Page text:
From shoeys with Luca Brasi, to Yungblood facilitating an onstage marriage proposal, Party in the Paddock has seen it all.
The festival that literally started as a few mates having a party in a paddock has transformed into a Tassie music festival must-do.
Festival founder and organiser Jesse Higgs said the dream to start a music festival in Tasmania was always something he aspired to.
"I've always had the ambition to start a music festival," Higgs said.
"I had an inkling that we had a special group of people involved.
"My parents were musicians and I grew up as a musician ... I was friends with the bands so pulling the music together was second nature."
Back in 2013, Higgs said after the first Party in the Paddock that the team behind the event were "pretty shocked" and stoked at how well the thing actually went.
"I believe that we truly succeeded in providing the intended ideology of the event," he said in 2013.
"The fine line between running a professional music festival and inviting a bunch of people to come and celebrate life was captured.
"The adventurous, yet harmonious atmosphere, we are all proud to say, was an idealistic tribute to our close friend Chris Horrocks - almost reflecting him and who we have officially dedicated the festival to and will continue to honour each year."
Chris Horrocks was a friend of all the festival organisers, who died suddenly in Laos in 2013.When the festival first formally started back in in 2013, 900 people ventured to Burns Creek to watch exclusively local acts.
Higgs said while the lineup of acts at the festival has expanded to include non-local groups and bring in upwards of 8000 people, the up-and-coming attitude of the festival remains to this day.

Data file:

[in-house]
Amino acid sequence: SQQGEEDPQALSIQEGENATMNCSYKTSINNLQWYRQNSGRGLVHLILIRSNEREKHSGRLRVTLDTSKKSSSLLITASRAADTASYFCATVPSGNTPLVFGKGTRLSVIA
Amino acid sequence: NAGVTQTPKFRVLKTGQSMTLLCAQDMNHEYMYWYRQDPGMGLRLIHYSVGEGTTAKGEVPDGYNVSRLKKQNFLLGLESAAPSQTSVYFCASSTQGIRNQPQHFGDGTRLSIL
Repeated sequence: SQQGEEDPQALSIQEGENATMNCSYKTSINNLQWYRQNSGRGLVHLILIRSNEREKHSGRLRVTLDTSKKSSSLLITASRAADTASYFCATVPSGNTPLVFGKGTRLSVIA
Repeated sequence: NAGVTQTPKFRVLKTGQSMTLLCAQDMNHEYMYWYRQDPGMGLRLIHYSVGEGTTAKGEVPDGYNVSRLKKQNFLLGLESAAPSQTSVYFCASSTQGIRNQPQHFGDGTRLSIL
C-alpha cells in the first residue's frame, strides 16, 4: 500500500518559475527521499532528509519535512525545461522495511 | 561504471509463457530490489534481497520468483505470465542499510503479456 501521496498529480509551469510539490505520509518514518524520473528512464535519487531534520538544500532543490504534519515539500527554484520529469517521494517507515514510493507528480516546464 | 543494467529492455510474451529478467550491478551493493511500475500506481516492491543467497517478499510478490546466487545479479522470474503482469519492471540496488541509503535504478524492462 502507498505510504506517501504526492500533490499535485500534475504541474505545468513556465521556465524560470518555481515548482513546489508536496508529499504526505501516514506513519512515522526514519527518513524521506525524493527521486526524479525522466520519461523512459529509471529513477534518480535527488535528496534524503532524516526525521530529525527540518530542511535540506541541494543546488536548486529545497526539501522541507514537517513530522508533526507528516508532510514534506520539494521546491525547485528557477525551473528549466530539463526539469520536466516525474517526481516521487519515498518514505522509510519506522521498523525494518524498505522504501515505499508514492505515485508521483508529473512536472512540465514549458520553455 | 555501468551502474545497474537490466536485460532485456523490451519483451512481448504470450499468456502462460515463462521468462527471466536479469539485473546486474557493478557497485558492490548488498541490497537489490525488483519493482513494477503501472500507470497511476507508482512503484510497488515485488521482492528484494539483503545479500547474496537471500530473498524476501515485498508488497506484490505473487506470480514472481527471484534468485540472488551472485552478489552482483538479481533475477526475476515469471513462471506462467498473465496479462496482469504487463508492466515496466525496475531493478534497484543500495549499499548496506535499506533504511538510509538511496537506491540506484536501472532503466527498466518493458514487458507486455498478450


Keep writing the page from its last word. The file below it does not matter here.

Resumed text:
"For us there wasn't that much to do for emerging artists at the time... but also youth culture and we definitely see Party in the Paddock and especially Vibestown as a strong voice for youth culture in the Northern quarters of Tasmania, and Tasmania in general now," he said.
"It doesn't stop at the music, it's also about arts and topics so we're very vocal whether it's to do with pill testing or our Indigenous community.
"All those things come under the youth culture banner for us and I think it's important the youth get a say on what they want youth culture to be."
Festival hosting experience grew with every year and expansion of Party in the Paddock, according to Higgs.
"It wasn't until the rest of the team formed and we had to learn on the job how to properly curate an event and to be able to cater for the growing amount of people that were coming," he said.
"It was always an inkling but it's a surprise every time when we pull this thing off, it's like a mini miracle."
Prominent music groups and musicians such as Sticky Fingers, Dune Rats, The Preatures and Grouplove have all made their mark on the event.
Higgs said there were so many standout performances during the festival's tenure.
"Yungblud's performance last year with the engagement on stage was great, so was having someone like Lily Allen, or Grouplove's performance back in 2018, they're some of our favourite bands," he said.
"Seeing some of those guys in your backyard can be pretty overwhelming, there's been so much amazing music.